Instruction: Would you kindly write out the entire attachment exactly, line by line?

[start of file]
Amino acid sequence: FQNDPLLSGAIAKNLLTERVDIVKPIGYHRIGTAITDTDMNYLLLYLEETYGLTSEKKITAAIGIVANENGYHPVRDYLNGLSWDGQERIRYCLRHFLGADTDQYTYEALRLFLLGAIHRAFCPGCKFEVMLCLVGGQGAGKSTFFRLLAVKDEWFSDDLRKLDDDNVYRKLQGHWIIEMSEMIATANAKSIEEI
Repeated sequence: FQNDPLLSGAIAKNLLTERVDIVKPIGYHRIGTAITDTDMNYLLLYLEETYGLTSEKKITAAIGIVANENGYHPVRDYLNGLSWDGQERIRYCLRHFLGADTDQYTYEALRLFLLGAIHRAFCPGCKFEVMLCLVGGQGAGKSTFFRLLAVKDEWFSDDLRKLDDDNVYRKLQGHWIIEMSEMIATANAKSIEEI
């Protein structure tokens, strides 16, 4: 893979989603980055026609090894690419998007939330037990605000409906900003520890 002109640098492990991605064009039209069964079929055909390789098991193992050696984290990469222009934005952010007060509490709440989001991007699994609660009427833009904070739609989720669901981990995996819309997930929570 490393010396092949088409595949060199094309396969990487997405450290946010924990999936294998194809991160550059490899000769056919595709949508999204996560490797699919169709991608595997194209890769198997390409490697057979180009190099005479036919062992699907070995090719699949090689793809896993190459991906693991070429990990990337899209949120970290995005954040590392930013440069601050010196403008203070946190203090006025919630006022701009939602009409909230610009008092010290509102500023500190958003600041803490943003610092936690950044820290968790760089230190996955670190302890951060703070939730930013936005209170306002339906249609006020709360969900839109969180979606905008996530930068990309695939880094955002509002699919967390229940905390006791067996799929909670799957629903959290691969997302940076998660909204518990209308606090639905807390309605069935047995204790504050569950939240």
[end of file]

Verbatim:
Amino acid sequence: FQNDPLLSGAIAKNLLTERVDIVKPIGYHRIGTAITDTDMNYLLLYLEETYGLTSEKKITAAIGIVANENGYHPVRDYLNGLSWDGQERIRYCLRHFLGADTDQYTYEALRLFLLGAIHRAFCPGCKFEVMLCLVGGQGAGKSTFFRLLAVKDEWFSDDLRKLDDDNVYRKLQGHWIIEMSEMIATANAKSIEEI
Repeated sequence: FQNDPLLSGAIAKNLLTERVDIVKPIGYHRIGTAITDTDMNYLLLYLEETYGLTSEKKITAAIGIVANENGYHPVRDYLNGLSWDGQERIRYCLRHFLGADTDQYTYEALRLFLLGAIHRAFCPGCKFEVMLCLVGGQGAGKSTFFRLLAVKDEWFSDDLRKLDDDNVYRKLQGHWIIEMSEMIATANAKSIEEI
């Protein structure tokens, strides 16, 4: 893979989603980055026609090894690419998007939330037990605000409906900003520890 002109640098492990991605064009039209069964079929055909390789098991193992050696984290990469222009934005952010007060509490709440989001991007699994609660009427833009904070739609989720669901981990995996819309997930929570 490393010396092949088409595949060199094309396969990487997405450290946010924990999936294998194809991160550059490899000769056919595709949508999204996560490797699919169709991608595997194209890769198997390409490697057979180009190099005479036919062992699907070995090719699949090689793809896993190459991906693991070429990990990337899209949120970290995005954040590392930013440069601050010196403008203070946190203090006025919630006022701009939602009409909230610009008092010290509102500023500190958003600041803490943003610092936690950044820290968790760089230190996955670190302890951060703070939730930013936005209170306002339906249609006020709360969900839109969180979606905008996530930068990309695939880094955002509002699919967390229940905390006791067996799929909670799957629903959290691969997302940076998660909204518990209308606090639905807390309605069935047995204790504050569950939240």